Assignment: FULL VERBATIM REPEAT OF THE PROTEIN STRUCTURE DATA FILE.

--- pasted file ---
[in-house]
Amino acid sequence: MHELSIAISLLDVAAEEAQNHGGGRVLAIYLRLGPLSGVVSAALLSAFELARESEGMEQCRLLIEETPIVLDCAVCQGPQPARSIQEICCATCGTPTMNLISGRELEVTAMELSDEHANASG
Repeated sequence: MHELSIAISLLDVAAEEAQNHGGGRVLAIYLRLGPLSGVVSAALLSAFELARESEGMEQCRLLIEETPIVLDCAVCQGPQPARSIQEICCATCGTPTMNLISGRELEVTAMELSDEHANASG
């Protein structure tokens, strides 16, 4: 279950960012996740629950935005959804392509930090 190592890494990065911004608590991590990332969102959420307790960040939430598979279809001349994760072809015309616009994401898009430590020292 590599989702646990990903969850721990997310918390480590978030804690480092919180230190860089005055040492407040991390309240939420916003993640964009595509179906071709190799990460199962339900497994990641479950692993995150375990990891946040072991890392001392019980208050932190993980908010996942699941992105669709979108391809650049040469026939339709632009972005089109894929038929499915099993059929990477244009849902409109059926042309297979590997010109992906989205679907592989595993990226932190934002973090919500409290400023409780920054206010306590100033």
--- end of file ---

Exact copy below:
[in-house]
Amino acid sequence: MHELSIAISLLDVAAEEAQNHGGGRVLAIYLRLGPLSGVVSAALLSAFELARESEGMEQCRLLIEETPIVLDCAVCQGPQPARSIQEICCATCGTPTMNLISGRELEVTAMELSDEHANASG
Repeated sequence: MHELSIAISLLDVAAEEAQNHGGGRVLAIYLRLGPLSGVVSAALLSAFELARESEGMEQCRLLIEETPIVLDCAVCQGPQPARSIQEICCATCGTPTMNLISGRELEVTAMELSDEHANASG
């Protein structure tokens, strides 16, 4: 279950960012996740629950935005959804392509930090 190592890494990065911004608590991590990332969102959420307790960040939430598979279809001349994760072809015309616009994401898009430590020292 590599989702646990990903969850721990997310918390480590978030804690480092919180230190860089005055040492407040991390309240939420916003993640964009595509179906071709190799990460199962339900497994990641479950692993995150375990990891946040072991890392001392019980208050932190993980908010996942699941992105669709979108391809650049040469026939339709632009972005089109894929038929499915099993059929990477244009849902409109059926042309297979590997010109992906989205679907592989595993990226932190934002973090919500409290400023409780920054206010306590100033």